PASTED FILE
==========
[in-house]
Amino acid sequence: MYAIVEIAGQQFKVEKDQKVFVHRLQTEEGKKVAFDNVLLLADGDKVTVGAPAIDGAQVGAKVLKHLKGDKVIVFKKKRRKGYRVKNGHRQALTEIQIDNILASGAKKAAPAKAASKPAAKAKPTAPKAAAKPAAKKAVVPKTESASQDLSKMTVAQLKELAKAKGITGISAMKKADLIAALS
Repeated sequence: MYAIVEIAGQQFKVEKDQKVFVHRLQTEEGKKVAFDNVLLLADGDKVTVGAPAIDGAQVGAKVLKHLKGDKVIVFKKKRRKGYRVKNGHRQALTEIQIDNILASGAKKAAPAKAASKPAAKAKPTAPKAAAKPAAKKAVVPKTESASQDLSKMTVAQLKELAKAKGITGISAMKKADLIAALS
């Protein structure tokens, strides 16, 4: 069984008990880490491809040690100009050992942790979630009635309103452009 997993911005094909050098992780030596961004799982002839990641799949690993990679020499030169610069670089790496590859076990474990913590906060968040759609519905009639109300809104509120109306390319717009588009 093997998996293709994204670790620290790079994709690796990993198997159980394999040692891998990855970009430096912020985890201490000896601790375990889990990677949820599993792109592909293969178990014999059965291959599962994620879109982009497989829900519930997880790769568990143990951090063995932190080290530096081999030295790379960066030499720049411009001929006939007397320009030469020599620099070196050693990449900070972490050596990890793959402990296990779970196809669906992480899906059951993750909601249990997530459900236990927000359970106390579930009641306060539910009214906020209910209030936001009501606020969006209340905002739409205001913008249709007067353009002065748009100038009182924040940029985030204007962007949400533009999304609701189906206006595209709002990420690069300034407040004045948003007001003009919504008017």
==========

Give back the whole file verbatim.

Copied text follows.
[in-house]
Amino acid sequence: MYAIVEIAGQQFKVEKDQKVFVHRLQTEEGKKVAFDNVLLLADGDKVTVGAPAIDGAQVGAKVLKHLKGDKVIVFKKKRRKGYRVKNGHRQALTEIQIDNILASGAKKAAPAKAASKPAAKAKPTAPKAAAKPAAKKAVVPKTESASQDLSKMTVAQLKELAKAKGITGISAMKKADLIAALS
Repeated sequence: MYAIVEIAGQQFKVEKDQKVFVHRLQTEEGKKVAFDNVLLLADGDKVTVGAPAIDGAQVGAKVLKHLKGDKVIVFKKKRRKGYRVKNGHRQALTEIQIDNILASGAKKAAPAKAASKPAAKAKPTAPKAAAKPAAKKAVVPKTESASQDLSKMTVAQLKELAKAKGITGISAMKKADLIAALS
């Protein structure tokens, strides 16, 4: 069984008990880490491809040690100009050992942790979630009635309103452009 997993911005094909050098992780030596961004799982002839990641799949690993990679020499030169610069670089790496590859076990474990913590906060968040759609519905009639109300809104509120109306390319717009588009 093997998996293709994204670790620290790079994709690796990993198997159980394999040692891998990855970009430096912020985890201490000896601790375990889990990677949820599993792109592909293969178990014999059965291959599962994620879109982009497989829900519930997880790769568990143990951090063995932190080290530096081999030295790379960066030499720049411009001929006939007397320009030469020599620099070196050693990449900070972490050596990890793959402990296990779970196809669906992480899906059951993750909601249990997530459900236990927000359970106390579930009641306060539910009214906020209910209030936001009501606020969006209340905002739409205001913008249709007067353009002065748009100038009182924040940029985030204007962007949400533009999304609701189906206006595209709002990420690069300034407040004045948003007001003009919504008017």